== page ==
Wednesday, December 24, 2014

Congenital Gluteal Lesion

The patient is an 18 year-old boy with a congenital lesion in the gluteal cleft.
His mother says it has been slowly enlargely.  He is in excellent health and the lesion is asymptomatic.  The patient is an athlete, plays basketball.

O/E:  There is a 1 cm in diameter flesh-colored tumor just in the gluteal cleft.  No other cutaneous findings.

Clinical Photo:

Investigations:  None at this time

Diagnosis:  Soft tissue tumor of gluteal cleft.  Fibroma vs. lipoma

Question:  Midline lesions of the lubbosacral area may be a sign of spinal dysraphism.  Usually, the findings are more impressive than this.  It is unclear if a banal lesion such as this requires a work-up.  What are your thoughts.  If the reference below is to be believed, this patient's risk of OSD is low and workup may be of questionable value.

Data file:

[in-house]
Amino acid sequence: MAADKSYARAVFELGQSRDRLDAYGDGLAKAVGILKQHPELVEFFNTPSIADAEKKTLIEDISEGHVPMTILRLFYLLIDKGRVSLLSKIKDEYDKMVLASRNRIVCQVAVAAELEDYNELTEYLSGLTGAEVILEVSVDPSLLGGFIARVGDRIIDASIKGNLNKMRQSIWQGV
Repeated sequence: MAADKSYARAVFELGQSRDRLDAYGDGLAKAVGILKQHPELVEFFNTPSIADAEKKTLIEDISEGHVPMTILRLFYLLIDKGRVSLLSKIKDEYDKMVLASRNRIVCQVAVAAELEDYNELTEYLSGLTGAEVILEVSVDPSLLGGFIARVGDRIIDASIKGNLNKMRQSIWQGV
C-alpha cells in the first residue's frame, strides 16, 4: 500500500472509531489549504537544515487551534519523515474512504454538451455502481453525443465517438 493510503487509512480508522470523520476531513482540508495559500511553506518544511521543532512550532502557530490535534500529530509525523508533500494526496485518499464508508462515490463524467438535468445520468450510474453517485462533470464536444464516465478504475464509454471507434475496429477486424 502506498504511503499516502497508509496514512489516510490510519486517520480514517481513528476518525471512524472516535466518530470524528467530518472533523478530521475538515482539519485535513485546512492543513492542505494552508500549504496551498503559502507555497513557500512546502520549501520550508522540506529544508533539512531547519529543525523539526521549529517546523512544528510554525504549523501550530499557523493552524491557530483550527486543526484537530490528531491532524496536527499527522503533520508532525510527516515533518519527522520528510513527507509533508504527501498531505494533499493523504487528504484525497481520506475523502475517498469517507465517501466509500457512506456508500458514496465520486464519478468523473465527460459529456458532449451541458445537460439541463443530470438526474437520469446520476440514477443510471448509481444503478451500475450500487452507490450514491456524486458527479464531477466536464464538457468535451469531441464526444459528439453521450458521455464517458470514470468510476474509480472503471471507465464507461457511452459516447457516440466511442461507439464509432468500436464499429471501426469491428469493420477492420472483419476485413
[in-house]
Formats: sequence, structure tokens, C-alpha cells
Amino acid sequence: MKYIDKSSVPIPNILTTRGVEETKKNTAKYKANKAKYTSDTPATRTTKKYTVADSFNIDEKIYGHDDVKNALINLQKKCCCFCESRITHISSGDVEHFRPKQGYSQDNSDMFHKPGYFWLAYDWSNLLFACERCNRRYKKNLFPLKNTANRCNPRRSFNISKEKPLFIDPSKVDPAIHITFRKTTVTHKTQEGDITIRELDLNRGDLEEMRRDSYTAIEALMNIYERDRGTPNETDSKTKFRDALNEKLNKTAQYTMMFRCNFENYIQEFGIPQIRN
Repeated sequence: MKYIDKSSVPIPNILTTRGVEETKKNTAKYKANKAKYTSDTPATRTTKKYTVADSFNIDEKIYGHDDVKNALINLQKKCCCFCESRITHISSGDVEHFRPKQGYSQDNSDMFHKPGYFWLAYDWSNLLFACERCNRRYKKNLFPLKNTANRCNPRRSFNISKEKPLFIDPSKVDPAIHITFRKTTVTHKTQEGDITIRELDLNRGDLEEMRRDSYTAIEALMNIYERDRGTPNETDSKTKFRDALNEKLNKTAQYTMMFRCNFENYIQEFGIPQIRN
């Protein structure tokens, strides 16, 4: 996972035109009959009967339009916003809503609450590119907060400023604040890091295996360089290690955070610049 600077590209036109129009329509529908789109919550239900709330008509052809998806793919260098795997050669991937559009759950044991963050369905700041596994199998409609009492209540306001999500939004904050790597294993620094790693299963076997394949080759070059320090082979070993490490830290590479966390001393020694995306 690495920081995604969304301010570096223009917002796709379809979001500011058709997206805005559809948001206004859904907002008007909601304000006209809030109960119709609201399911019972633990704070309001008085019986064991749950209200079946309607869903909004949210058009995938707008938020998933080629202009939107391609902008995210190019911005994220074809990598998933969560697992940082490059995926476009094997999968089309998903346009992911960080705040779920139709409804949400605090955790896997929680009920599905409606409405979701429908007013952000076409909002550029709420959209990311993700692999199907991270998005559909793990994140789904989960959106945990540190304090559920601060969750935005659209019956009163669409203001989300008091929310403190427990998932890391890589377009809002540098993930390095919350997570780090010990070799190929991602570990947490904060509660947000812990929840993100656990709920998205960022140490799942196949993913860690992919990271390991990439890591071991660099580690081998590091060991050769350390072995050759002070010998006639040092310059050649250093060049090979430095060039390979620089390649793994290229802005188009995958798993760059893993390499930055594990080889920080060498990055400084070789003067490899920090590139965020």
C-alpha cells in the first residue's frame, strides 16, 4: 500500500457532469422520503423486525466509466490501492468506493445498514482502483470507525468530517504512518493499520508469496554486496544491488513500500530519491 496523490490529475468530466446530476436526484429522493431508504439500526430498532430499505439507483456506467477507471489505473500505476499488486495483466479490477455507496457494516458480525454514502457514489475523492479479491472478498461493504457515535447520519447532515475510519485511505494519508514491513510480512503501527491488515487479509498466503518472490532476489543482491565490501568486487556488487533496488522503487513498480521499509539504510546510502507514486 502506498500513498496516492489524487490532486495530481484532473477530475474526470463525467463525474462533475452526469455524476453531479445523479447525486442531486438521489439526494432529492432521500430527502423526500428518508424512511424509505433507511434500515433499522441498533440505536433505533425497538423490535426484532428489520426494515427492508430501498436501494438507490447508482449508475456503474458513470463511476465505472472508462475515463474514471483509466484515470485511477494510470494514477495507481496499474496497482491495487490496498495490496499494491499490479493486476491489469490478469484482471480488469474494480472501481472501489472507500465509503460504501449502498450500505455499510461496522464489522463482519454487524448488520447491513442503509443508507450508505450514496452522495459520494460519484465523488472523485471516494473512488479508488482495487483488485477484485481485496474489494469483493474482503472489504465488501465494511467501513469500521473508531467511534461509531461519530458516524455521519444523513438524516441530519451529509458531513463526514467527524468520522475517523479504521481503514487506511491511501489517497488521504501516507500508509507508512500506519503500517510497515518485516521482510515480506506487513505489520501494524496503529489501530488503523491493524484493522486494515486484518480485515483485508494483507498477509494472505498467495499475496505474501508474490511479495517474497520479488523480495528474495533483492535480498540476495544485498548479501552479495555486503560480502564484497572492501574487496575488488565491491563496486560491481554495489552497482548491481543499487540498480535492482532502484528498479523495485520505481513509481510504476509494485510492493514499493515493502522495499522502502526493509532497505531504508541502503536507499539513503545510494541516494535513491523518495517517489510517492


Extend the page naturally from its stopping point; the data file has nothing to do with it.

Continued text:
Skin markers of occult spinal dysraphism in children: a review of 54 cases.
Guggisberg D et. al.  Arch Dermatol. 2004 Sep;140(9):1109-15.  Free Full Text.
OBJECTIVES: To verify the diagnostic value of lumbosacral midline cutaneous lesions in asymptomatic children to detect occult spinal dysraphism (OSD) and to propose a practical approach for clinical investigations with respect to the type of cutaneous lesions observed.
DESIGN:Retrospective study of 54 children referred to the Department of Pediatric Dermatology between 1990 and 1999 for congenital midline lumbosacral cutaneous lesions.
SETTING:The private or institutional practices of participating dermatologists and pediatricians.
MAIN OUTCOME MEASURES:Evaluation of the diagnostic value of midline cutaneous lesions for the detec-tion of OSD. Association of skin examination findings with spinal anomalies detected by magnetic resonance imaging or ultrasound.
RESULTS: Occult spinal dysraphism was detected in 3 of 36 patients with an isolated congenital midline lesion and 11 of 18 patients with a combination of 2 or more different skin lesions.
CONCLUSIONS: A combination of 2 or more congenital midline skin lesions is the strongest marker of OSD. Careful dermatologic examination is needed to detect suggestive markers and request a spinal magnetic resonance image, which is the most sensitive radiologic approach to detect an OSD.